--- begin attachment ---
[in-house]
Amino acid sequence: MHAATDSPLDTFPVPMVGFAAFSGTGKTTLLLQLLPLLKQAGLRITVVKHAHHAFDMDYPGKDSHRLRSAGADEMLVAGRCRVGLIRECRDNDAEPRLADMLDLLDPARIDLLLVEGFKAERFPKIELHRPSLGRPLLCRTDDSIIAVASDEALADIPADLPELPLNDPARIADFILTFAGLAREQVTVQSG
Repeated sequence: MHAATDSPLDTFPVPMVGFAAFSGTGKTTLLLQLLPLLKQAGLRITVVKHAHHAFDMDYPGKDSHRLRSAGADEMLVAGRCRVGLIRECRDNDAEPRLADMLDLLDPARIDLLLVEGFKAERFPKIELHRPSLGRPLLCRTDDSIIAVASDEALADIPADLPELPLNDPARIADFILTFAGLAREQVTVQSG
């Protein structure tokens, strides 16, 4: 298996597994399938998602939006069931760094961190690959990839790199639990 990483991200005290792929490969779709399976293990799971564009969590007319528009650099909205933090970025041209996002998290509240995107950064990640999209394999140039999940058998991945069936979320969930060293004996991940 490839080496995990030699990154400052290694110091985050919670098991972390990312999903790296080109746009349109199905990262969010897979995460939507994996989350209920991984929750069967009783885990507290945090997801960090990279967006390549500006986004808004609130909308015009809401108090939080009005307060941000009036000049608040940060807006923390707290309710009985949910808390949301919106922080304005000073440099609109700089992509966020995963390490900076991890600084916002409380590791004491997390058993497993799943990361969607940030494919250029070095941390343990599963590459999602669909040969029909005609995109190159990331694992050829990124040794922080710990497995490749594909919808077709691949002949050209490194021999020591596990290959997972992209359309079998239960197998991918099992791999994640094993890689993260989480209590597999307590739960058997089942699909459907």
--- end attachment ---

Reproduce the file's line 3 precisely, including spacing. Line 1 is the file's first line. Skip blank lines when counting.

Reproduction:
Repeated sequence: MHAATDSPLDTFPVPMVGFAAFSGTGKTTLLLQLLPLLKQAGLRITVVKHAHHAFDMDYPGKDSHRLRSAGADEMLVAGRCRVGLIRECRDNDAEPRLADMLDLLDPARIDLLLVEGFKAERFPKIELHRPSLGRPLLCRTDDSIIAVASDEALADIPADLPELPLNDPARIADFILTFAGLAREQVTVQSG